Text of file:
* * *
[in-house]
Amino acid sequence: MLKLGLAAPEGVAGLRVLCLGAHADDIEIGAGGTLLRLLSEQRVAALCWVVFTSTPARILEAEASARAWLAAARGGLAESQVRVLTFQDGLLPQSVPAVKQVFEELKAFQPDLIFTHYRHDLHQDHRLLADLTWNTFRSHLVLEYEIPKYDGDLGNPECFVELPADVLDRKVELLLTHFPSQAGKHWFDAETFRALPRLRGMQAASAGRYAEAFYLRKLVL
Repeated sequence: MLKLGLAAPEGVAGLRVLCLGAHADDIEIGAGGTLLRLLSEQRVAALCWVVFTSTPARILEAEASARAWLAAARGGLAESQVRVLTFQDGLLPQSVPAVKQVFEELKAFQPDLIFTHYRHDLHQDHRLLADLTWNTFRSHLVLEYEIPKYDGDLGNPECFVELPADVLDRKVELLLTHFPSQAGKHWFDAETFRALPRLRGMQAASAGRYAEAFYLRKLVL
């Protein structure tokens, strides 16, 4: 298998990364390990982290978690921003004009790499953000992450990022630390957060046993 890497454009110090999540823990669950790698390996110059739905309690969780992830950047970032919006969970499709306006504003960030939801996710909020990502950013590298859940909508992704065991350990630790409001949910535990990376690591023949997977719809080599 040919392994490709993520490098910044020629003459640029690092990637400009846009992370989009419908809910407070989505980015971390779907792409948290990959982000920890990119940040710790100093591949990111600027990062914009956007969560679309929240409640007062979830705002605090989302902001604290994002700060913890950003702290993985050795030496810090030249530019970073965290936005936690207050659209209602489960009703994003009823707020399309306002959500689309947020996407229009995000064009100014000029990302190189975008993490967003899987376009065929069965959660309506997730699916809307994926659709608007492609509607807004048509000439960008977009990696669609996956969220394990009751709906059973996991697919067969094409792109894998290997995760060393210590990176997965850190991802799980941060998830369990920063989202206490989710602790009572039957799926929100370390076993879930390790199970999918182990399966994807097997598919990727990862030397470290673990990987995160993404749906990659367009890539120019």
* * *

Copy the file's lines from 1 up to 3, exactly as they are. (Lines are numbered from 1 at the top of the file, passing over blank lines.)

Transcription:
[in-house]
Amino acid sequence: MLKLGLAAPEGVAGLRVLCLGAHADDIEIGAGGTLLRLLSEQRVAALCWVVFTSTPARILEAEASARAWLAAARGGLAESQVRVLTFQDGLLPQSVPAVKQVFEELKAFQPDLIFTHYRHDLHQDHRLLADLTWNTFRSHLVLEYEIPKYDGDLGNPECFVELPADVLDRKVELLLTHFPSQAGKHWFDAETFRALPRLRGMQAASAGRYAEAFYLRKLVL
Repeated sequence: MLKLGLAAPEGVAGLRVLCLGAHADDIEIGAGGTLLRLLSEQRVAALCWVVFTSTPARILEAEASARAWLAAARGGLAESQVRVLTFQDGLLPQSVPAVKQVFEELKAFQPDLIFTHYRHDLHQDHRLLADLTWNTFRSHLVLEYEIPKYDGDLGNPECFVELPADVLDRKVELLLTHFPSQAGKHWFDAETFRALPRLRGMQAASAGRYAEAFYLRKLVL